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Boston's Big Dig - A Tale of Two Cities

Jeffrey Syken

Not so very long ago, a monster resided in the fair city of Boston. No, it’s not the famous 37-foot, 2-inch tall left-field wall at Fenway Park. This other “Green Monster” was more invasive, more visible; tearing a wide swath through the heart of the city while cutting-off whole neighborhoods and districts from one another and separating the city from its beautiful, historic waterfront. Painted a putrid green, the elevated Central Artery, a/k/a “John F. Fitzgerald Expressway” (named for the former Boston Mayor and maternal grandfather of JFK), caused more problems than it solved when it opened in 1959. It was obvious to most Bostonians that the edifice was not only an eyesore and barrier to commercial and social discourse, but it quickly became a slow-moving parking lot for most of the waking hours of the day, making it a source of frustration, anger and derision to motorists who came to dread their daily commute. Something had to be done, but what? Boston’s “soup soil” (mostly landfill dating from the colonial-era when the Shawmut Peninsula was expanded) seemed to bar a subterranean solution.

Native son Frank Salvucci was well aware of the problem and determined to solve it once and for all, but this time nobody was going to lose their home or business in the doing, as his grandmother had (to make way for the Massachusetts Turnpike). An MIT trained civil engineer and professor, in the 1960s Salvucci injected himself into the then raging debates concerning the Boston area’s highway infrastructure. Politically astute and impassioned, he would serve for a dozen years as the Commonwealth’s Transportation Secretary. It was at this time that the genesis of the idea of burying the Central Artery underground, in essentially the same right-of-way as the elevated Central Artery, began making more and more sense to him. With slurry walls, the tunnels could be created without bringing the life of the city to an abrupt halt. For Salvucci, this was a “win-win” situation; Boston would remove the blight of the Central Artery while at the same time modernize and increase the capacity of the interstate highways transiting through Boston (and nobody’s grandmother would be displaced). Better yet, the Federal Government would pick up most of the tab since the Central Artery/Tunnel Project (as it came to be known) fell under the auspices of the Federal Highway Administration (FHWA) and the Interstate Highway Act of 1956.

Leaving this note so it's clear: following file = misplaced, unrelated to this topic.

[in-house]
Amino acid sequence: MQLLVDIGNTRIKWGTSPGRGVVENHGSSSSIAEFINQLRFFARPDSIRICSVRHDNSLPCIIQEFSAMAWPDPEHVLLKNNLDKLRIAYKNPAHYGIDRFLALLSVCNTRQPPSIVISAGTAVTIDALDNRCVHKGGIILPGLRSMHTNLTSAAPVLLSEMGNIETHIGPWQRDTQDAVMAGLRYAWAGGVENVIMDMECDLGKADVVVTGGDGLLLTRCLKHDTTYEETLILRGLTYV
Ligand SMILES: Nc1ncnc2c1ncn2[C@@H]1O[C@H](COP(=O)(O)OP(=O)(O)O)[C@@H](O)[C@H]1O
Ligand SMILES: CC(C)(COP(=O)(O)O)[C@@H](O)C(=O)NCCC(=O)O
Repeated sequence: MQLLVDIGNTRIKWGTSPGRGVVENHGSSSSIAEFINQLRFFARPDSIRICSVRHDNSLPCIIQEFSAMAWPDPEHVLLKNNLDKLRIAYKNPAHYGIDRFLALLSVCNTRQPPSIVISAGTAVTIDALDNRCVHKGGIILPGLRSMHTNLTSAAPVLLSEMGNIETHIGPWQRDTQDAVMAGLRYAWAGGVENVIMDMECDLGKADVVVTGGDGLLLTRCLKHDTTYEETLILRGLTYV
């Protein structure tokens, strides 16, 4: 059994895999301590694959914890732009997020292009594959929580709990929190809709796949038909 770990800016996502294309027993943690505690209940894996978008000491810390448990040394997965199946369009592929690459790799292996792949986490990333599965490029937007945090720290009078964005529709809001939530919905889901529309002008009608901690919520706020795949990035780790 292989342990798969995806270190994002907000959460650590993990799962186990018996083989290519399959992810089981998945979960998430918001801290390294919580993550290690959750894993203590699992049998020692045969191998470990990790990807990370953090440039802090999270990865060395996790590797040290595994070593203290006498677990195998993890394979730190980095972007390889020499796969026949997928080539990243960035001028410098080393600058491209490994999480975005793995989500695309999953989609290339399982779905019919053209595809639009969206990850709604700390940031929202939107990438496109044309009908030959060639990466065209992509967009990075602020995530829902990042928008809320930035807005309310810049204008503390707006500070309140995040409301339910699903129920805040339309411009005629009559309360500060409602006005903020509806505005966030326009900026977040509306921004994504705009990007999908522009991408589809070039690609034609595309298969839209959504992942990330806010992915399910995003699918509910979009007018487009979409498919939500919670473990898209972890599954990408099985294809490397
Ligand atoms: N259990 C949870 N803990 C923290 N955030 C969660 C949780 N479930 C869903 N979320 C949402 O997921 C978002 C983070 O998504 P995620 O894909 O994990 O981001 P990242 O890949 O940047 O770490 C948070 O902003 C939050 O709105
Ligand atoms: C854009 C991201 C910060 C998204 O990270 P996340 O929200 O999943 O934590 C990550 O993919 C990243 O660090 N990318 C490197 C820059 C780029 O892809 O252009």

Relief of 1-93 congestion on the elevated Central Artery would come in 1995 when the first element of the CA/T Project opened, extending 1-90 (MassPike) to Logan International Airport via the new Ted Williams Tunnel under Boston Harbor. Despite being many times over budget, the benefits of the new tunnel were immediately apparent to all. Thus, the other challenges of the CA/T Project could/would be faced and met; relocating underground infrastructure, tunneling under Fort Point Channel with its difficult soil and infrastructure conditions, the complex I-90/93 Interchange, use of the slurry wall technique to create the tunnels in the Central Artery’s right-of-way without disrupting I-93 traffic flow, etc. The “Candle on the Cake” would be the new Charles River crossing; a hybrid cable-stayed bridge. Horrendous cost overruns that made the CA/T Project the costliest highway in U.S. history, tragic design/construction errors/flaws and chronic leaking would all become urban legend in Boston. But to those who remember Boston before and after the “Big Dig” (as it came to be known) will tell you a tale of two cities; one with a diminished, stagnant future and the other with a limitless, bright future that’s now being realized. All thanks to the vision of one man, Frank Salvucci - the “Father of the Big Dig.”

This course includes a multiple-choice quiz at the end, which is designed to enhance the understanding of the course materials.

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